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Gary Whitfield, rev. by Lynna Kay Shuffield
Levi Charles Meyers Harby
Portrait of Levi Charles Meyers Harby. Image available on the Internet and included in accordance with Title 17 U.S.C. Section 107.
The Schooner Brutus
Illustration, The Texas Navy's Schooner Brutus. Image available on the Internet and included in accordance with Title 17 U.S.C. Section 107.

HARBY, LEVI CHARLES MEYERS (1793–1870). Levi (also spelled Levy) Charles Meyers Harby, naval officer, was born in Georgetown, South Carolina, on September 21, 1793. He was the son of Solomon Harby and Rebecca (Moses) Harby. In the War of 1812 he served as a midshipman in the United States Navy. He left Charleston on the privateer Saucy Jack and was involved in many naval battles. When the Saucy Jack captured the British ship Providence, he was one of the officers placed aboard the prize ship. When the Providence was recaptured by a British vessel in September 1812, Harby was taken prisoner and interned at Barbados until his release in July 1813. During 1823 to 1824 he was an officer who held an acting appointment in the West India squadron. He reportedly obtained a leave of absence from the United States Navy about 1825 and traveled to South America to participate in the Bolivian war for independence under Gen. Simón Bolívar, but these actions have not been confirmed with primary source documentation. Though records indicate that Harby resigned his U. S. Navy commission in late 1827, he was again listed as an officer in the navy in 1832, when he accepted a commission as a first lieutenant in the Revenue Cutter Service. He left the Cutter Service in early 1836 and apparently sailed on the schooner Brutus to Texas at that time to serve in the Texas Navy. In July 1838 he was once again listed as an officer in the Revenue Cutter Service, with which he was commissioned a captain three times—in 1846, 1852, and 1857.

On January 31, 1842, he married Leonora Rebecca DeLyon (or De Lyon) of Savannah, Georgia. She was the teenage daughter of Judge Levi Sheftall DeLyon, a prominent Jewish attorney in Savannah. They were married in St. Mary’s, Georgia. They had three children and resided in Savannah. The 1850 census listed Harby and his family in Chatham County, Georgia. At that time he also owned thirteen slaves. He was the postmaster of St. Mary’s, Georgia, in 1853.

Harby arrived in Galveston in 1857 and took command of the H.A. Dodge for the Revenue Cutter Service. Galveston’s Civilian and Gazette for August 11, 1857, printed that Harby had been reportedly “in command of the Texas man-of-war Brutus, during the revolution.” Harby’s wife Leonora established the first Jewish Sunday school in Texas, and she also founded the Ladies Hebrew Benevolent Society in Galveston. While in Galveston, when Harby’s native South Carolina seceded, he turned in his cutter, resigned his commission, and joined the Confederate States Service as a heavy artillery captain. In 1862 he served on the steamer Rusk and captained the Bayou City. In the fall of 1862 he was an artillery training officer at Harrisburg.

The CS Bayou City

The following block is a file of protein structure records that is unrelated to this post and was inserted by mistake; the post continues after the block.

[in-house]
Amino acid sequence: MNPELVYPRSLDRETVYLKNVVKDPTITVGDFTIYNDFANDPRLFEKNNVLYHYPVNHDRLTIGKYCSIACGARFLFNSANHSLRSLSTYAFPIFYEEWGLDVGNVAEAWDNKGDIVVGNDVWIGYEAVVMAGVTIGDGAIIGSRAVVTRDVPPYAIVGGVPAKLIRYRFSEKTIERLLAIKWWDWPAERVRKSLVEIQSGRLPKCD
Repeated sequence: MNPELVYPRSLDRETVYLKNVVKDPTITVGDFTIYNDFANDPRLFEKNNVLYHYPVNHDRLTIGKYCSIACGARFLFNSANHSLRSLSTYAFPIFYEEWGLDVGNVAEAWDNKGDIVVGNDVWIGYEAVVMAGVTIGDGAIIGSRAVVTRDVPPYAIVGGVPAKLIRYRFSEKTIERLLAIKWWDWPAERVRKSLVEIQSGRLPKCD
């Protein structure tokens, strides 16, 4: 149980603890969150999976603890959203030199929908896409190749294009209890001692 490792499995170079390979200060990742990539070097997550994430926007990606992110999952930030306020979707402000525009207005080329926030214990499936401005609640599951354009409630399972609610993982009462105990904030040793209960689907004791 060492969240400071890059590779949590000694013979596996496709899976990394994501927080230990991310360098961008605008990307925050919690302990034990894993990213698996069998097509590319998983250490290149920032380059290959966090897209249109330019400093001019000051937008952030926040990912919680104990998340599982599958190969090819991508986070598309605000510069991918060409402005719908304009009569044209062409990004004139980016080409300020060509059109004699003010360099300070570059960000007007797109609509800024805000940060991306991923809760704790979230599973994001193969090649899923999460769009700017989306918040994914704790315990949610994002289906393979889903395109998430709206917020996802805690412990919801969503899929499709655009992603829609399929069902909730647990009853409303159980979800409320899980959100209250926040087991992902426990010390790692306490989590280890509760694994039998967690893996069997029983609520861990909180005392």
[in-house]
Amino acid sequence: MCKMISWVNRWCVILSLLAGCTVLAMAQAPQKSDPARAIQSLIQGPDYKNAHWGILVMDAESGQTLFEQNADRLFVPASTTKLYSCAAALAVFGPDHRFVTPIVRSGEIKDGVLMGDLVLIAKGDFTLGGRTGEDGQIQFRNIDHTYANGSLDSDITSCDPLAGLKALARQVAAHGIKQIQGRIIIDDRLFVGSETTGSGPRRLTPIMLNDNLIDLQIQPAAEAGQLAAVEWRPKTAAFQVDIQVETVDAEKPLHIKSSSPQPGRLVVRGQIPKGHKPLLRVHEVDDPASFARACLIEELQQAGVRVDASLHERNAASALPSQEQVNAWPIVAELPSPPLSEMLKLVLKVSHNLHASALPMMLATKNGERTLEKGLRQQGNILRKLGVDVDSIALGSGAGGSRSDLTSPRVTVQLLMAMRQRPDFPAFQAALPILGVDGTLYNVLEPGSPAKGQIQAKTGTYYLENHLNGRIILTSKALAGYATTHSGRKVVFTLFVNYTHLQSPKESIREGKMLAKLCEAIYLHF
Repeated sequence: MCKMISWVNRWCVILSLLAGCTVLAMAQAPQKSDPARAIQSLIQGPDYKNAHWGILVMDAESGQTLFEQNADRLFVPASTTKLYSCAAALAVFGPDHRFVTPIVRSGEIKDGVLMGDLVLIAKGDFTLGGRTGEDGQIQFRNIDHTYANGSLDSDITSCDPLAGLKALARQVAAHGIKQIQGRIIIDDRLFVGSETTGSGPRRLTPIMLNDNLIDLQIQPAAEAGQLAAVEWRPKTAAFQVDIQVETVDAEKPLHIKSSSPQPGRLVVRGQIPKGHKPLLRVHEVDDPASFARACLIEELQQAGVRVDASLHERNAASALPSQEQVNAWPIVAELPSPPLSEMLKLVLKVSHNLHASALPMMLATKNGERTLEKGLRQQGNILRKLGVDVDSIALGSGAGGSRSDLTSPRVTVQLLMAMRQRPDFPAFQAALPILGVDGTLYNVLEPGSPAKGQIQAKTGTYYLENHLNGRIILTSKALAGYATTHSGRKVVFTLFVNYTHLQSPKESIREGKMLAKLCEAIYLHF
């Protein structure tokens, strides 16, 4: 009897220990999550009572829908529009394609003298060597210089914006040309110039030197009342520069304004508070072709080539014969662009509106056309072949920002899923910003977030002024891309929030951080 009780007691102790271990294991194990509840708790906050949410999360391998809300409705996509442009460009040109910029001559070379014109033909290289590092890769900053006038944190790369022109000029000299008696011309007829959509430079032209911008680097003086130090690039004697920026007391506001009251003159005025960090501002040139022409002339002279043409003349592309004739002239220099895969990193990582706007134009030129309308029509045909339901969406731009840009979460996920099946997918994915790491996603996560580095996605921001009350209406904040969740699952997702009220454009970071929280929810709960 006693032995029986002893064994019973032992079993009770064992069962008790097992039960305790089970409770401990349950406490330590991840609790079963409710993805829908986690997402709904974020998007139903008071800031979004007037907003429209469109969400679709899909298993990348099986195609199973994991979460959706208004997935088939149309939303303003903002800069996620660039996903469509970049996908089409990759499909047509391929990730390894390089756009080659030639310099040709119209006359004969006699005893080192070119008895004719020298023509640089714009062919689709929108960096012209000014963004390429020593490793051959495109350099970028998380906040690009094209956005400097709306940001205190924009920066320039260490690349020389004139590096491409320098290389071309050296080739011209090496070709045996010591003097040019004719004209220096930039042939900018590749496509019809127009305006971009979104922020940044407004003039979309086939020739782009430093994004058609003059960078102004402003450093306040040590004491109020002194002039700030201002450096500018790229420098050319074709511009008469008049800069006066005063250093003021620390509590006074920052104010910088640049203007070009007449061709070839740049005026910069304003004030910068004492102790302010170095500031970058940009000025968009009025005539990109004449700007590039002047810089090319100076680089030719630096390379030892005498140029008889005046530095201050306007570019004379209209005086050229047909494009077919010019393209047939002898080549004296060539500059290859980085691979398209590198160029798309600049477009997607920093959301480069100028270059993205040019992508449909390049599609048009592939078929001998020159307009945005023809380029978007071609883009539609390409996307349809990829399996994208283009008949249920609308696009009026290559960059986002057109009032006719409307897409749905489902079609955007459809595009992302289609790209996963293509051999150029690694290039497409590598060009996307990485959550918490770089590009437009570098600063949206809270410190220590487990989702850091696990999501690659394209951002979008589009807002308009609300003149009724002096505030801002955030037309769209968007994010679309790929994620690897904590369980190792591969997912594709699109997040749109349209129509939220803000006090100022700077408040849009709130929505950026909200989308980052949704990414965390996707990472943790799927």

Illustration, The CS Bayou City capturing the USS Harriet Lane during the Battle of Galveston. Image available on the Internet and included in accordance with Title 17 U.S.C. Section 107.

Harby was artillery commander of the guns on the Neptune at the battle of Galveston when he engaged with the Union steamer Harriet Lane. Eight of his fifteen gunners were killed in that battle along with his lieutenant, Harvey Clark. During the fight the Neptune was sunk, and Harby, nearly seventy years of age, was the last off the boat.

At the end of the war he was in command of Galveston harbor. He resided in that city until his death on December 3, 1870. His obituary was short and made no mention of service other than commanding a cutter in Galveston Bay. He was buried in Hebrew Benevolent Society Cemetery in Galveston. His tombstone read, “And with my last breath on the threshold of death, I proclaim my faith in Israel’s God.”

Grave of Levi Harby
Photograph, Grave of Levi Harby in Galveston. Image available on the Internet and included in accordance with Title 17 U.S.C. Section 107.

He had two sons and a son-in-law who served in Texas units during the Civil War. The youngest son, Jacob, was very active in the United Confederate Veterans in Texas and New York.


Civilian and Gazette (Galveston, Texas), August 11, 1857; January 22, 1861. Compiled Service Records of Confederate Soldiers Who Served in Organizations from the State of Texas, National Archives and Records Service, Washington. Confederate Veteran Magazine (January 1917). Clement A. Evans, ed., Confederate Military History (extended ed., Wilmington, North Carolina: Broadfoot, 1987–1989). Galveston Daily News, April 25, 1865. Galveston Tri-Weekly News, December 5, 1870. The Jewish Texans (San Antonio: University of Texas at San Antonio Institute of Texan Cultures, 1974). The War of the Rebellion: A Compilation of the Official Records of the Union and Confederate Armies.

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The following, adapted from the Chicago Manual of Style, 15th edition, is the preferred citation for this article.

Handbook of Texas Online, Gary Whitfield, rev. by Lynna Kay Shuffield, "HARBY, LEVI CHARLES MEYERS," accessed June 03, 2020, http://www.tshaonline.org/handbook/online/articles/fhagg.

Uploaded on June 15, 2010. Modified on May 26, 2016. Published by the Texas State Historical Association.
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